Although out of print, you can still find it used as well as new in some book shops in India. In addition to treks, Trekking and Climbing in the Indian Himalaya, covers many trekking peaks as well as a couple more technical ones. I used this book as an outline when I climbed Chamser Kangri in Ladakh. The practical information is pretty brief on the treks and climbs themselves and there is a lot of extra nonessential information and pictures that makes it pretty heavy to trek with, but the book covers some interesting routes and peak not covered elsewhere.
Decent book and really the only option for treks in India outside of Ladakh. Maps are useable and better than most you can find in India. Descriptions are brief but adequate. I've used the book quite successfully on many occasions, so for the treks it covers it does the job.
Lonely Planet is still probably the best guide book for logistics in India though I find it seems to get worse with each edition instead of better, and its monopolistic popularity mean that any place mentioned in the book is likely no longer a good deal when it comes to accommodations. Still when it comes to the nuts and bolts of getting around, maps ect, LP is still probably the way to go.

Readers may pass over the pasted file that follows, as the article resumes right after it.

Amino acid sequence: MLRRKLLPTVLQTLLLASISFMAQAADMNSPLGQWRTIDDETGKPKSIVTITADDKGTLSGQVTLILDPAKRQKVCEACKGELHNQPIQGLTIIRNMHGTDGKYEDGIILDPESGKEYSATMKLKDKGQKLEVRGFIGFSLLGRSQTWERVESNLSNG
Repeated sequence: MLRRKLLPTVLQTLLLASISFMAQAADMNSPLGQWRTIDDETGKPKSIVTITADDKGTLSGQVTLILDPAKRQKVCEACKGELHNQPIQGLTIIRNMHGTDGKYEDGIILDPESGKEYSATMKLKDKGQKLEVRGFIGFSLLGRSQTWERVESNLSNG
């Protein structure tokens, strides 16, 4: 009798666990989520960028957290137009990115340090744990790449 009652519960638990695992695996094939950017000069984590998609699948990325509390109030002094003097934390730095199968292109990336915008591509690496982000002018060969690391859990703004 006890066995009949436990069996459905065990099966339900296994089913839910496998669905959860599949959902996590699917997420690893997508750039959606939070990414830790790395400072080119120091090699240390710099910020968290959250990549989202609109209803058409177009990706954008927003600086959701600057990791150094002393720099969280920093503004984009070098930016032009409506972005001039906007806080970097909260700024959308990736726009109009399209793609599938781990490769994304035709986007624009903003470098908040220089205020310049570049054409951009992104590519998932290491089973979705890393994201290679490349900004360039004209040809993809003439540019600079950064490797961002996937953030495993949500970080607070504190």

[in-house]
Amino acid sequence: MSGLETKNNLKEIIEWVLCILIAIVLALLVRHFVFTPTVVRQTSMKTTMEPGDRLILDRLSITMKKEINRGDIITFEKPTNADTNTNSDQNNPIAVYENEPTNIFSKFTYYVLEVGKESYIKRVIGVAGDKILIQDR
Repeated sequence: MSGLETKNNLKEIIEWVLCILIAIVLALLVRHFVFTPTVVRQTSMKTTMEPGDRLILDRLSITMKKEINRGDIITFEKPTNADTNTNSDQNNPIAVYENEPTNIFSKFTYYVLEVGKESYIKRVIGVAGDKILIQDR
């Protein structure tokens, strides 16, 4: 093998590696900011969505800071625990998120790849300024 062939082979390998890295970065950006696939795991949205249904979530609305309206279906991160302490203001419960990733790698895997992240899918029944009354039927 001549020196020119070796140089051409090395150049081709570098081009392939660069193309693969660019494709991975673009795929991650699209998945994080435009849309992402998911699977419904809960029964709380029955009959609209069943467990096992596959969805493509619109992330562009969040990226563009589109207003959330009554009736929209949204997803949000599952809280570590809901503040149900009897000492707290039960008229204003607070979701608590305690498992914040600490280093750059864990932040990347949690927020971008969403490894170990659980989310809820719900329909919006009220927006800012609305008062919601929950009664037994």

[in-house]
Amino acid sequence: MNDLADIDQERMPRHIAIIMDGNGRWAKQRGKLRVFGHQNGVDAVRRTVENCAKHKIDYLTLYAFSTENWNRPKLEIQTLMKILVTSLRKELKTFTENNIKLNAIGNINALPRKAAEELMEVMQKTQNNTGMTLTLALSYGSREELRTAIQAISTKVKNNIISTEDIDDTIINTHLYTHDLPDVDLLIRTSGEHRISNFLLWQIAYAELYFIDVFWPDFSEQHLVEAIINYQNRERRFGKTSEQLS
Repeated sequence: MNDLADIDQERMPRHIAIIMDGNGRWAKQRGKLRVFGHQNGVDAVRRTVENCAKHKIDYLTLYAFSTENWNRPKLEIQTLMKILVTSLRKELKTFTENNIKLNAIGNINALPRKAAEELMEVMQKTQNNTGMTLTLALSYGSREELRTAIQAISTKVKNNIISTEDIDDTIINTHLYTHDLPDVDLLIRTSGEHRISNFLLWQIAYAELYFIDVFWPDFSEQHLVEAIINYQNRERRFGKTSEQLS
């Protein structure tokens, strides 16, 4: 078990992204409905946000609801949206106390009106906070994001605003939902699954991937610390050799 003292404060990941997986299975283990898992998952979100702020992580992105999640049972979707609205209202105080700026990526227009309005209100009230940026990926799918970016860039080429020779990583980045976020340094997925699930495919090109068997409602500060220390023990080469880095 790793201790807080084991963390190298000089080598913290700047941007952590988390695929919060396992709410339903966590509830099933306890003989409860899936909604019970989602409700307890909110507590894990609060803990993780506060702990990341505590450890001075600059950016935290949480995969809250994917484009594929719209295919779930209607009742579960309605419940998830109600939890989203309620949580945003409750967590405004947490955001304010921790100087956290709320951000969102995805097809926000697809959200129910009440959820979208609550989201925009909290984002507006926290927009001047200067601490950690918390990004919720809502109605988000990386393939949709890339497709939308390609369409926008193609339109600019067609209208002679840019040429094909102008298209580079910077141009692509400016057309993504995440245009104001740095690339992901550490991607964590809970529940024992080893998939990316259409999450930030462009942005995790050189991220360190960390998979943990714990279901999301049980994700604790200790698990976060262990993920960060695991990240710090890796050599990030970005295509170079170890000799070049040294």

Himachal Pradesh is another of India's major trekking destinations however there is none of the lodge infrastructure that exists in neighboring Uttarakhand so most treks are camping only. There are a few homestay trekking options in the Spiti Valley, as well as the pilgrim trek to Manimahesh Kailash in the Chamba Valley during the pilgrim season.
Having spent nearly four years in the Himalayas, much of it independently trekking throughout the region, I thought I would help others by sharing how to trek independently and economically in the Himalayas. Its not necessary to spend $30 to $70 a day through a travel agency in order to enjoy the splendor of these mountains as many people seem to think. All it takes is a bit of self confidence and knowledge.